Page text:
The New Year Brings Up to 90 Shooting Stars Per Hour

The New Year Brings Up to 90 Shooting Stars Per Hour
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We all have to be honest and say that 2020 wasn’t the perfect year for any of us. But 2021 will debut with an impressive celestial show, meaning that stargazers have a new reason to grab their binoculars while relaxing on a chair during the night. The reason is called the Quadrantids meteor shower.

Those willing to feast their eyes on the meteor shower will get to witness up to 90 shooting stars per hour during the peak of the event this weekend. Choosing a spot far from city lights is the best way to enjoy the immersive celestial show.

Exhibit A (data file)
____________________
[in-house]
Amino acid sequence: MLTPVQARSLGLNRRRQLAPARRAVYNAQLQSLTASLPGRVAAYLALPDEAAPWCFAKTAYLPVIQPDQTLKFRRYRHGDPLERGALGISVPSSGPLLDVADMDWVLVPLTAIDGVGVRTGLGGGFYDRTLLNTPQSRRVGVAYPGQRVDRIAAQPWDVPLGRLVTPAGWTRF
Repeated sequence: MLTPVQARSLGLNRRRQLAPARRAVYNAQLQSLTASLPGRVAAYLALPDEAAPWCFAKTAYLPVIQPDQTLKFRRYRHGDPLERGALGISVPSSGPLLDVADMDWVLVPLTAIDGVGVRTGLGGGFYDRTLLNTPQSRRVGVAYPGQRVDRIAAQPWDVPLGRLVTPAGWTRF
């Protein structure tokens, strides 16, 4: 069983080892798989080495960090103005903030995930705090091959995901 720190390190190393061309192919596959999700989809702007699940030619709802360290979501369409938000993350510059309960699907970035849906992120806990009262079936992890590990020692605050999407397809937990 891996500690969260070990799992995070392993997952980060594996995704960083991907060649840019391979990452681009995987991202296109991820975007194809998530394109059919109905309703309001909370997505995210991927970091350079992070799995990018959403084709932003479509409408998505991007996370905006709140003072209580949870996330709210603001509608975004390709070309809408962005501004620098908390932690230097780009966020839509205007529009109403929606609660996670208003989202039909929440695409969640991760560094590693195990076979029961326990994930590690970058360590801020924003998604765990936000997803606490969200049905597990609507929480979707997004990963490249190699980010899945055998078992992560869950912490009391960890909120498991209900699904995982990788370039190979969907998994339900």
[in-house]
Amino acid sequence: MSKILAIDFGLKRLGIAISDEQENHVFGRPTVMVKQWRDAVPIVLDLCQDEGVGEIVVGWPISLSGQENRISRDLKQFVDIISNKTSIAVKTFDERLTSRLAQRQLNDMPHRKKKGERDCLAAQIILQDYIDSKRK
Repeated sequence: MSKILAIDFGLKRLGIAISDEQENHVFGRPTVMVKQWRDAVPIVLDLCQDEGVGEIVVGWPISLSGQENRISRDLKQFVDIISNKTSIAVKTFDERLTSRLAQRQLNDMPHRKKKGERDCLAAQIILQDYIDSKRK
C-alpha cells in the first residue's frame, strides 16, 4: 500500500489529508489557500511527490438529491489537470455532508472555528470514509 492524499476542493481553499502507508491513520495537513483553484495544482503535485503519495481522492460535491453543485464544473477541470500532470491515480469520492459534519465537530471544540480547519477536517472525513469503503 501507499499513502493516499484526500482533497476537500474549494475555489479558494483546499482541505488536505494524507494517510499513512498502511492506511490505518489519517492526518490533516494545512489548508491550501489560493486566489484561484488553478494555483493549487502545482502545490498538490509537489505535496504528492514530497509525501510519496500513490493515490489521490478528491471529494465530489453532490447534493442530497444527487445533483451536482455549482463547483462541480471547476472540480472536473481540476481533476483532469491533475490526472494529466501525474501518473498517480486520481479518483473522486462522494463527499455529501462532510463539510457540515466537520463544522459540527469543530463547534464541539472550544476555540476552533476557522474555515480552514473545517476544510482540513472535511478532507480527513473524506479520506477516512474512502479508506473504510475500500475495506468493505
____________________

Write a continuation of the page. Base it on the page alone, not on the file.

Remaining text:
Don’t miss the Saturday night

The Quadrantids will show in their full glory during Saturday night, January 2nd. The meteors are famous for showcasing imposing fireballs on the sky, although the full Moon will outshine most of them. According to NASA, the Quadrantids are among the best annual meteor showers.

The Quadrantids are different also because an asteroid produces them. Usually, meteor showers belong to the dust of a comet. The meteors that we’re waiting for have the asteroid 2003 EH1 as the parent body.

Wikipedia tells us that (196256) 2003 EH1 is an asteroid classified as a near-Earth object, and it’s part of the Amor group.

2003 EH1 was discovered back in 2003 by astronomers who were participating in the LONEOS program at Anderson Mesa Station. The location is near Flagstaff, Arizona, in the United States.

If you cannot arrive on time to witness the Quadrantids meteor shower on January 2nd, there’s no use getting upset just yet. You still have time to feast your eyes on the show until January 12th, although you won’t get the full package of up to 90 shooting stars per hour.

 

 


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